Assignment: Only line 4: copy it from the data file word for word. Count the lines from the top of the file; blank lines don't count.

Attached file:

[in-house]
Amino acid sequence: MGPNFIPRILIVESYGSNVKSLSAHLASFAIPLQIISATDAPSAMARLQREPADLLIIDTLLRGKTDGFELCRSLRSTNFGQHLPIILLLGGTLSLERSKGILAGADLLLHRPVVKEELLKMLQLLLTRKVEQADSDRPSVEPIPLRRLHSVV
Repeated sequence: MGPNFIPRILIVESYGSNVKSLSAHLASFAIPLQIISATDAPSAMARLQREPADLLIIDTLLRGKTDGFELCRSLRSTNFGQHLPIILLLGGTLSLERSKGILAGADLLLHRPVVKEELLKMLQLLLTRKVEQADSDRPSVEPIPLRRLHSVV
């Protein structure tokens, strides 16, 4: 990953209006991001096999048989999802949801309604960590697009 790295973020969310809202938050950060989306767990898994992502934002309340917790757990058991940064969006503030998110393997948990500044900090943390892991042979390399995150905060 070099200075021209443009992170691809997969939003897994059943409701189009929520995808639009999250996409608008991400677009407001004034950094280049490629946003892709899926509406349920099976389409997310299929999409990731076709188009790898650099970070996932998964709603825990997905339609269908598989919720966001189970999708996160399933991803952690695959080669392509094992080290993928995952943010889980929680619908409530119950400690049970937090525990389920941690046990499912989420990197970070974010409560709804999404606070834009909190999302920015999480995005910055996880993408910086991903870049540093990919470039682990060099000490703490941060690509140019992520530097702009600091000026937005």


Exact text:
């Protein structure tokens, strides 16, 4: 990953209006991001096999048989999802949801309604960590697009 790295973020969310809202938050950060989306767990898994992502934002309340917790757990058991940064969006503030998110393997948990500044900090943390892991042979390399995150905060 070099200075021209443009992170691809997969939003897994059943409701189009929520995808639009999250996409608008991400677009407001004034950094280049490629946003892709899926509406349920099976389409997310299929999409990731076709188009790898650099970070996932998964709603825990997905339609269908598989919720966001189970999708996160399933991803952690695959080669392509094992080290993928995952943010889980929680619908409530119950400690049970937090525990389920941690046990499912989420990197970070974010409560709804999404606070834009909190999302920015999480995005910055996880993408910086991903870049540093990919470039682990060099000490703490941060690509140019992520530097702009600091000026937005």